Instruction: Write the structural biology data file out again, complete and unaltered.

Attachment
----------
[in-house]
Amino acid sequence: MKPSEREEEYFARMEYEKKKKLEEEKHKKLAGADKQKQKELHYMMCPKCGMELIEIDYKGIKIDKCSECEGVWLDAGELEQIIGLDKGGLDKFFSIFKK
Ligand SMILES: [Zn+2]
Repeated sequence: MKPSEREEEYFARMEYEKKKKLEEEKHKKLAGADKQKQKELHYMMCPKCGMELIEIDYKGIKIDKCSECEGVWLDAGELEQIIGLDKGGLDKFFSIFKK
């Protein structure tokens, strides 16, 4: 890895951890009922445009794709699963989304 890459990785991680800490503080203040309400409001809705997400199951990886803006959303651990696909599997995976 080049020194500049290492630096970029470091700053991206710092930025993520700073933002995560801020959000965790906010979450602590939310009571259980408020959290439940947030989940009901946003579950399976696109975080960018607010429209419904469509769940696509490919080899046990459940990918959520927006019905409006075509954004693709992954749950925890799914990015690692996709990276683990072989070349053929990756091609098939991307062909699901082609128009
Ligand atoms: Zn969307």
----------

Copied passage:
[in-house]
Amino acid sequence: MKPSEREEEYFARMEYEKKKKLEEEKHKKLAGADKQKQKELHYMMCPKCGMELIEIDYKGIKIDKCSECEGVWLDAGELEQIIGLDKGGLDKFFSIFKK
Ligand SMILES: [Zn+2]
Repeated sequence: MKPSEREEEYFARMEYEKKKKLEEEKHKKLAGADKQKQKELHYMMCPKCGMELIEIDYKGIKIDKCSECEGVWLDAGELEQIIGLDKGGLDKFFSIFKK
């Protein structure tokens, strides 16, 4: 890895951890009922445009794709699963989304 890459990785991680800490503080203040309400409001809705997400199951990886803006959303651990696909599997995976 080049020194500049290492630096970029470091700053991206710092930025993520700073933002995560801020959000965790906010979450602590939310009571259980408020959290439940947030989940009901946003579950399976696109975080960018607010429209419904469509769940696509490919080899046990459940990918959520927006019905409006075509954004693709992954749950925890799914990015690692996709990276683990072989070349053929990756091609098939991307062909699901082609128009
Ligand atoms: Zn969307």